A team of scientists has completed one of the largest genetic analyses ever done of any agricultural crop to find desirable traits in wheat’s extensive and unexplored diversity.
The Seeds of Discovery (SeeD) initiative, involving David Marshall - a Reader in Crop Informatics at SRUC - aims to facilitate effective use of the genetic diversity of maize and wheat.
It genetically characterised 79,191 samples of wheat from the germplasm banks of the International Maize and Wheat Improvement Center (CIMMYT) and the International Center for Agricultural Research in the Dry Areas (ICARDA) - considered the largest in the world.
The findings of the study, published today in Nature Communications, are described as ‘a massive-scale genotyping and diversity analysis’ of the two types of wheat grown globally (bread and pasta) and of 27 known wild species.
Wheat is the most widely grown crop globally, with an annual production of more than 600 million tons. Approximately 95 percent of the grain produced corresponds to bread wheat and the remaining five percent to durum or pasta wheat.
The main objective of the study was to characterise the genetic diversity of CIMMYT and ICARDA’s collections by mapping genetic variants to identify useful genes for wheat breeding.
The results show distinct biological groupings within bread wheats and suggest that a large proportion of the genetic diversity present in landraces has not been used to develop new high-yielding, resilient and nutritious varieties.
Lead researcher Carolina Sansaloni, from CIMMYT, said: “The analysis of the bread wheat accessions reveals that relatively little of the diversity available in the landraces has been used in modern breeding, and this offers an opportunity to find untapped valuable variation for the development of new varieties.”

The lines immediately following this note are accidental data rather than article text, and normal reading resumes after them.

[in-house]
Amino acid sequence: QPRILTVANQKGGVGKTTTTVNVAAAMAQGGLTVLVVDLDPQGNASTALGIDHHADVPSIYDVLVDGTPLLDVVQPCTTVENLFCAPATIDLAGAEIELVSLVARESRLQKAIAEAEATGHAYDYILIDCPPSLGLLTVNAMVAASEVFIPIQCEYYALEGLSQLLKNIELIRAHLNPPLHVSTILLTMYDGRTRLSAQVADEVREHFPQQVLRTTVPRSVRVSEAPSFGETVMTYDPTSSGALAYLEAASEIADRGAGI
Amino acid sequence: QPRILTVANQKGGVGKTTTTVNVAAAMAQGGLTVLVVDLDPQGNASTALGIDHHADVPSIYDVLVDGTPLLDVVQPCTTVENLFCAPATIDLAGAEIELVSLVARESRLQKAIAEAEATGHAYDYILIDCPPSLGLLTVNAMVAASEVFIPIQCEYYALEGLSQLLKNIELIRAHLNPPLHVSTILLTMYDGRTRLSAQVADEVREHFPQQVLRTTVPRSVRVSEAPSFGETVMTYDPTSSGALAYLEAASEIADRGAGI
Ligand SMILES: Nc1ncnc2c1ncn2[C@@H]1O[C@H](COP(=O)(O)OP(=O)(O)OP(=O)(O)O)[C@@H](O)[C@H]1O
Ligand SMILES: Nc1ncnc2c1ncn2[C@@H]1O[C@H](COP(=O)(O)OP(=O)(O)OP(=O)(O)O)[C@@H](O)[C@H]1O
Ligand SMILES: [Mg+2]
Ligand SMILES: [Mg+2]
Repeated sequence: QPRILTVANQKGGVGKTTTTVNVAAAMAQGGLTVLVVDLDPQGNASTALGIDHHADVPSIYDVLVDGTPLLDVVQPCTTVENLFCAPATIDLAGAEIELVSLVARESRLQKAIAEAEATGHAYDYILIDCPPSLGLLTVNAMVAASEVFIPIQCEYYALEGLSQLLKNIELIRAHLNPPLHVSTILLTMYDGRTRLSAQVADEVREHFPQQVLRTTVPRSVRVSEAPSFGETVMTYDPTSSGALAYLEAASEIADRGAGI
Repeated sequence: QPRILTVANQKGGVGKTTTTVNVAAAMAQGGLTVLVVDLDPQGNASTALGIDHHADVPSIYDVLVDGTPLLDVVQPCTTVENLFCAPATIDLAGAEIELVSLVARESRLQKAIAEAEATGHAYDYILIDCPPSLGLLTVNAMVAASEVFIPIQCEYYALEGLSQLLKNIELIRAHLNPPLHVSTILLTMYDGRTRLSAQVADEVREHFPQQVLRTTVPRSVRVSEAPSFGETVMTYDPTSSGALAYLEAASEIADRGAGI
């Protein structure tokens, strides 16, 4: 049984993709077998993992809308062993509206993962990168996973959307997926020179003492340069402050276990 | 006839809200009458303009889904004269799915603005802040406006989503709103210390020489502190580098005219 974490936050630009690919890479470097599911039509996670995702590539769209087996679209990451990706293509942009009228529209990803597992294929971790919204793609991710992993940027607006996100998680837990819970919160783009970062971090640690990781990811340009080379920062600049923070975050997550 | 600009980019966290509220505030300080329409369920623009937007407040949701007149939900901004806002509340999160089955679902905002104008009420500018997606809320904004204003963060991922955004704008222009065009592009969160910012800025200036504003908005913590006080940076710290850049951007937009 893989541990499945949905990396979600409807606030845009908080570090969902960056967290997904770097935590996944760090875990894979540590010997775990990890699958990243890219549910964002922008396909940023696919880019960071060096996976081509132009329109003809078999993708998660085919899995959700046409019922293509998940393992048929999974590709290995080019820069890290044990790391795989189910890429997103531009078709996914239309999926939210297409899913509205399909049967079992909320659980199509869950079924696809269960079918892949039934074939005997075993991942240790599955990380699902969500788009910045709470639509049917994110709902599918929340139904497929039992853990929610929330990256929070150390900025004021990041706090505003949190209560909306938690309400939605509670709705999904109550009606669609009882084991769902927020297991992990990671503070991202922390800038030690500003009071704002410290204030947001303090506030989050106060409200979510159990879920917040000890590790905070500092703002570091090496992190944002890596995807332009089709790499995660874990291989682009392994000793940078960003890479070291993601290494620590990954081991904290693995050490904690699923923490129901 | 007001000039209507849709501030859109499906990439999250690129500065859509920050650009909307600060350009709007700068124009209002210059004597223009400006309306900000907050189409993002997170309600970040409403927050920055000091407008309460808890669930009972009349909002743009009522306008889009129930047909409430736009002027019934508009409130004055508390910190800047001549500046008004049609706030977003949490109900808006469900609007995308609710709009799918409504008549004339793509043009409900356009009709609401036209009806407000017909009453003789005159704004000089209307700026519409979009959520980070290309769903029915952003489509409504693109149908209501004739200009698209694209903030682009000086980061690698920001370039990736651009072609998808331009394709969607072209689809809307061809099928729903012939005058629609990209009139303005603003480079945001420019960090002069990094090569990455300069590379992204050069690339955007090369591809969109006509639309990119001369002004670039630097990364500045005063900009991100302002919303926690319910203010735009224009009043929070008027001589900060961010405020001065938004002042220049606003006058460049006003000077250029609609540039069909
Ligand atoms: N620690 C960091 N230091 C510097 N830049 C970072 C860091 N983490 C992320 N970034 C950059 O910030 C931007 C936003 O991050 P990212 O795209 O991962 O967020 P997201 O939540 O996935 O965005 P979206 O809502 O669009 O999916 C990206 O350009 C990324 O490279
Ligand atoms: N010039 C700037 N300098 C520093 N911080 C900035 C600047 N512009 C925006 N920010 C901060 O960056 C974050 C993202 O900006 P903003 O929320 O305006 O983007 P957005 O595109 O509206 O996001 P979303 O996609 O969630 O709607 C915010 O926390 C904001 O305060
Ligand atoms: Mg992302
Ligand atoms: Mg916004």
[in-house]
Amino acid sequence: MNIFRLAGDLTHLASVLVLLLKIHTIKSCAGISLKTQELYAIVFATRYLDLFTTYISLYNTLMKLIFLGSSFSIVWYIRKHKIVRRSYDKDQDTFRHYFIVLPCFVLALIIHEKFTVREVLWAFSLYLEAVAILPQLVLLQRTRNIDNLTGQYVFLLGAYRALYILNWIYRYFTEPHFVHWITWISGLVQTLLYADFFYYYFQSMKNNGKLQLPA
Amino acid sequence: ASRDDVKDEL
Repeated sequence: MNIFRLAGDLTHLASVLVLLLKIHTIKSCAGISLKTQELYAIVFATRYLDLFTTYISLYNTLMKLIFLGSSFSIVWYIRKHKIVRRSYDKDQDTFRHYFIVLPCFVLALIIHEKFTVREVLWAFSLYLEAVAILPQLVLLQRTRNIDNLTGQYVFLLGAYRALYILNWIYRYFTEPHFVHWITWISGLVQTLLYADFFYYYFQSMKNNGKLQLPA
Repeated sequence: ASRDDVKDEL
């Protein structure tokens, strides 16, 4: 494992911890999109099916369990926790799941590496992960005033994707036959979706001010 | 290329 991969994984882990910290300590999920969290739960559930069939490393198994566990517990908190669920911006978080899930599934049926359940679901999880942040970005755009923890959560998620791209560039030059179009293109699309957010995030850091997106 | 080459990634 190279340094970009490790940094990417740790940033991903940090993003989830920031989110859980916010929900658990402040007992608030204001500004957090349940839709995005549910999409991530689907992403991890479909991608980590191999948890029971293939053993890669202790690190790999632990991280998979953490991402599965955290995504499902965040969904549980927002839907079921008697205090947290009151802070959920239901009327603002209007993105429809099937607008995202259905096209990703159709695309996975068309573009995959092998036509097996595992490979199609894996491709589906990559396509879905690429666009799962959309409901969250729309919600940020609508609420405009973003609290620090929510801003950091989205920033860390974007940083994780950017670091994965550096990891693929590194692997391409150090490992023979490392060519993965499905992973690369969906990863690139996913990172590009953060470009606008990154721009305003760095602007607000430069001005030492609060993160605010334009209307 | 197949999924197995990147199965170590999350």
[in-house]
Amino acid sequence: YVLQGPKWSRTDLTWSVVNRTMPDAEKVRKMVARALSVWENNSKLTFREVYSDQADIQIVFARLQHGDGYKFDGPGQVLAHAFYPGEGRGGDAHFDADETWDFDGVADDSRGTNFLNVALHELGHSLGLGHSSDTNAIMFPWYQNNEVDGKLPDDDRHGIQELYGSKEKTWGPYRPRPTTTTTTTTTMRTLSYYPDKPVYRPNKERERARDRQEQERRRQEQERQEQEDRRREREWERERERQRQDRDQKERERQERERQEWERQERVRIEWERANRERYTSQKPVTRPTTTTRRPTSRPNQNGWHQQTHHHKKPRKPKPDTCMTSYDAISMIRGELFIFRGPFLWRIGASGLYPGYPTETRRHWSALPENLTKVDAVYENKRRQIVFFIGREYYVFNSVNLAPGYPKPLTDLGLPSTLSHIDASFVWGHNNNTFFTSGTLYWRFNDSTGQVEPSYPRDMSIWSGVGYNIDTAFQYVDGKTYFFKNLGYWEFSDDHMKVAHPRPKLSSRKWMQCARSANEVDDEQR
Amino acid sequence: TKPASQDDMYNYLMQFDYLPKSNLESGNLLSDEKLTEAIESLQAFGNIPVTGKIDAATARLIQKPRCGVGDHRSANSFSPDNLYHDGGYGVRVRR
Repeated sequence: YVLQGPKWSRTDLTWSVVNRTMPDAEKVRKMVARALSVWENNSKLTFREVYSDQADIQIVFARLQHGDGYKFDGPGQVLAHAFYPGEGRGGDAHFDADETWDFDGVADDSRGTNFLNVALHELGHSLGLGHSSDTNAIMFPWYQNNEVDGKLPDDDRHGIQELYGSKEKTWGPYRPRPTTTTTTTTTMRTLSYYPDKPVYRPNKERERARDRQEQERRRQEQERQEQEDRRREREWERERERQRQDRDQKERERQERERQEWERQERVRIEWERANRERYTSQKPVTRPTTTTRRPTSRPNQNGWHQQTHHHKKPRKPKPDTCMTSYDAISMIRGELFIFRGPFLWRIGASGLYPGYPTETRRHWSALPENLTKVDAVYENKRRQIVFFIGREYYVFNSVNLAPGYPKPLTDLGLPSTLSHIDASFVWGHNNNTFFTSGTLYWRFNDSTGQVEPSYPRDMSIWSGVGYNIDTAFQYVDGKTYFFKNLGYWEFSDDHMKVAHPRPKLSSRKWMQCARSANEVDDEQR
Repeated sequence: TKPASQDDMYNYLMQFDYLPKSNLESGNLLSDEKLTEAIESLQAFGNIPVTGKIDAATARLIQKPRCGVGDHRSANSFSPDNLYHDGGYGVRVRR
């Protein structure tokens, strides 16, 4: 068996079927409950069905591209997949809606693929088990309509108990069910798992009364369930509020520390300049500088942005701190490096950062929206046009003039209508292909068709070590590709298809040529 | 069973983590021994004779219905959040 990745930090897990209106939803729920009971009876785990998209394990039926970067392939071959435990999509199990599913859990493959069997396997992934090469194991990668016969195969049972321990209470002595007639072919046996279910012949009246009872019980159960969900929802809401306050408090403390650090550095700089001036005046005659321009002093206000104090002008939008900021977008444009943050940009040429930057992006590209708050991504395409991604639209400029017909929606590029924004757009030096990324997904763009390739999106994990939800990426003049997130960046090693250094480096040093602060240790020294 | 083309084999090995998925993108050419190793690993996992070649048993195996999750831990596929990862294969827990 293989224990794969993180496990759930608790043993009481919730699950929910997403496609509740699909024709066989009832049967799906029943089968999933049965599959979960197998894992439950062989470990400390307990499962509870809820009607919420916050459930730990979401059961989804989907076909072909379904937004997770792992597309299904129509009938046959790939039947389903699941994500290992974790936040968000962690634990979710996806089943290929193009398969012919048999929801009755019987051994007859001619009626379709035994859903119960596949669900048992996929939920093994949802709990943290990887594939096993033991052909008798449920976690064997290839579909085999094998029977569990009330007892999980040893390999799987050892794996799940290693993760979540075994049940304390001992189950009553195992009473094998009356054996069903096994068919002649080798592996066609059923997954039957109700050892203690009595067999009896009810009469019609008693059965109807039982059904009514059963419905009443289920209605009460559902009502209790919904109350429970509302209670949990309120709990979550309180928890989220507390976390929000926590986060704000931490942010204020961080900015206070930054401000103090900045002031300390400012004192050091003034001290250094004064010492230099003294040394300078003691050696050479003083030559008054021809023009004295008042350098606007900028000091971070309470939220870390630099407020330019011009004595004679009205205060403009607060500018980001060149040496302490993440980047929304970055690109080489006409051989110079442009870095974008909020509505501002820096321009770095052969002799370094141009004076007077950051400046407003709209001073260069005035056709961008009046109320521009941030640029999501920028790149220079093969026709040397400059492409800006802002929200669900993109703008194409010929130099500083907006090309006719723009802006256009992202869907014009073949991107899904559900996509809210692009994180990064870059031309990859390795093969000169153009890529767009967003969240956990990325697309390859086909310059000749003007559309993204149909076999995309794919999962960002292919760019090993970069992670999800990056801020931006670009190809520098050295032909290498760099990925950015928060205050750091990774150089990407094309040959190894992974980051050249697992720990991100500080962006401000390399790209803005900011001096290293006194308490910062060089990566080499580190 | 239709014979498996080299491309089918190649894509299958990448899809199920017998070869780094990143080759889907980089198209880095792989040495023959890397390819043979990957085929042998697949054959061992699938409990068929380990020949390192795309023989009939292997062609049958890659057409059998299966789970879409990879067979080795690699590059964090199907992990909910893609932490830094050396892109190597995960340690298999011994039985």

The study also found that the genetic diversity of pasta wheat is better represented in the modern varieties, with the exception of a subgroup of samples from Ethiopia.
The researchers mapped the genomic data obtained from the genotyping of the wheat samples to pinpoint the physical and genetic positions of molecular markers associated
with characteristics that are present in both types of wheat and in the crop’s wild relatives.
On average, they found 72 percent of the markers obtained are uniquely placed on three molecular reference maps, and around half of these are in interesting regions with genes that control specific characteristics of value to breeders, farmers and consumers such as heat and drought tolerance, yield potential and protein content.
The project was funded by Mexico’s Agriculture and Rural Development Department (SADER) and the Biotechnology and Biological Research Council (BBSRC) in the UK.
The data, analysis and visualization tools were developed in collaboration with the National Institute of Agricultural Botany (NIAB) and the James Hutton Institute (JHI), and are freely available to the scientific community for advancing wheat research and breeding worldwide.
David Marshall said: “The work reported in this article is based on enlightened funding of the Seeds of Discovery Project by the Mexican government and laterally by the BBSRC.
“It represented a paradigm shift in approach to mobilise crop genetic resources to underpin modern international wheat breeding programmes. I am delighted to have been involved in the work since its inception.”